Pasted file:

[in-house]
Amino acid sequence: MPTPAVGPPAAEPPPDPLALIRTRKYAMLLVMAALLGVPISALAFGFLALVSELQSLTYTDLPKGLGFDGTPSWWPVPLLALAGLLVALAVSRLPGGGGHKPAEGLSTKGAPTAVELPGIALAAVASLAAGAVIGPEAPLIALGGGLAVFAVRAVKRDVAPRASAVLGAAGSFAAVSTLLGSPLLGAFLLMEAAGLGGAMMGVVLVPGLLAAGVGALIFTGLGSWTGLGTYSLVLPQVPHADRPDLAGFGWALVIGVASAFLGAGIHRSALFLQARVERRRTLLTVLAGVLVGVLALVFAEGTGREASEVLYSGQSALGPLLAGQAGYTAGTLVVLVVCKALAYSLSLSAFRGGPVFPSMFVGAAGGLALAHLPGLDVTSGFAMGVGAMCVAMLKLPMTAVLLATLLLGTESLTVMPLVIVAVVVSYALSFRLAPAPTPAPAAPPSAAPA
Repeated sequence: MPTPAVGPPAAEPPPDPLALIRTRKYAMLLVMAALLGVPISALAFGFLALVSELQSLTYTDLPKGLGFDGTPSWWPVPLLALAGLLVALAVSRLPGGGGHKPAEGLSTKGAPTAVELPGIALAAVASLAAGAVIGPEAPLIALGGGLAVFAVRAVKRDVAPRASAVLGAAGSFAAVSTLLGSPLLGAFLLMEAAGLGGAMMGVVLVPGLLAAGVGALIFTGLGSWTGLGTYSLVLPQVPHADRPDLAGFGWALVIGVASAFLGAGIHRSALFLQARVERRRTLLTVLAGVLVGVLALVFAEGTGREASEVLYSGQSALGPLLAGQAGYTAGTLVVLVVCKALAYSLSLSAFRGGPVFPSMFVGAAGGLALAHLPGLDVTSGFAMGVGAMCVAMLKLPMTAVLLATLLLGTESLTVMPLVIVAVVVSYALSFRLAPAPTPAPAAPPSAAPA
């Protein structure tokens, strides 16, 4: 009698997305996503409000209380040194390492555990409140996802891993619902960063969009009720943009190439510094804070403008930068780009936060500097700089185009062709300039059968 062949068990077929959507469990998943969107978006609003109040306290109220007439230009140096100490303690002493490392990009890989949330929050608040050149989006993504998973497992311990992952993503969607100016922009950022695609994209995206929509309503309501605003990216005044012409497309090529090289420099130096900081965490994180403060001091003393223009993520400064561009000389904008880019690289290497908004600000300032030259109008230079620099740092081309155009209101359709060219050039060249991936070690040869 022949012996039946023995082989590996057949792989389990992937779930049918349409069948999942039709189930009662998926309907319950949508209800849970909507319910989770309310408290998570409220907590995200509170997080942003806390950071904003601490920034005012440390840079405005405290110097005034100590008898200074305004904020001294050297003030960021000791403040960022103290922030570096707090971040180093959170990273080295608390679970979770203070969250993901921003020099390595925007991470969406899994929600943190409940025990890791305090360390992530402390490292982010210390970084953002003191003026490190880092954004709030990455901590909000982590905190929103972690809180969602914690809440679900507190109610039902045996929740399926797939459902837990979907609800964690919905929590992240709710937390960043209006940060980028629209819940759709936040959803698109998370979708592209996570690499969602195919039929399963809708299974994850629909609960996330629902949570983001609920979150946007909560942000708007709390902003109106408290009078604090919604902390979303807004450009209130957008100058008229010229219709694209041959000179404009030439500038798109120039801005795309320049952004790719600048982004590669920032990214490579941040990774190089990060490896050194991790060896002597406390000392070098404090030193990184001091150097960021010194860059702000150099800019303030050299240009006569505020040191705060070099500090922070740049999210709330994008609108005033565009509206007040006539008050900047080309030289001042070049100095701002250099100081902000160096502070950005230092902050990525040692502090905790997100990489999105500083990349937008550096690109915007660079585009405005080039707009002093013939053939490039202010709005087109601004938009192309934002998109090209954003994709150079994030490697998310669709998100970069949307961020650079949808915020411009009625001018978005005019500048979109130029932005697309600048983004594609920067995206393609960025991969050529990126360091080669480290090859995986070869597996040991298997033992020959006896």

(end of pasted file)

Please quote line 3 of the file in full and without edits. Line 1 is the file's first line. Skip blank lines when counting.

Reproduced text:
Repeated sequence: MPTPAVGPPAAEPPPDPLALIRTRKYAMLLVMAALLGVPISALAFGFLALVSELQSLTYTDLPKGLGFDGTPSWWPVPLLALAGLLVALAVSRLPGGGGHKPAEGLSTKGAPTAVELPGIALAAVASLAAGAVIGPEAPLIALGGGLAVFAVRAVKRDVAPRASAVLGAAGSFAAVSTLLGSPLLGAFLLMEAAGLGGAMMGVVLVPGLLAAGVGALIFTGLGSWTGLGTYSLVLPQVPHADRPDLAGFGWALVIGVASAFLGAGIHRSALFLQARVERRRTLLTVLAGVLVGVLALVFAEGTGREASEVLYSGQSALGPLLAGQAGYTAGTLVVLVVCKALAYSLSLSAFRGGPVFPSMFVGAAGGLALAHLPGLDVTSGFAMGVGAMCVAMLKLPMTAVLLATLLLGTESLTVMPLVIVAVVVSYALSFRLAPAPTPAPAAPPSAAPA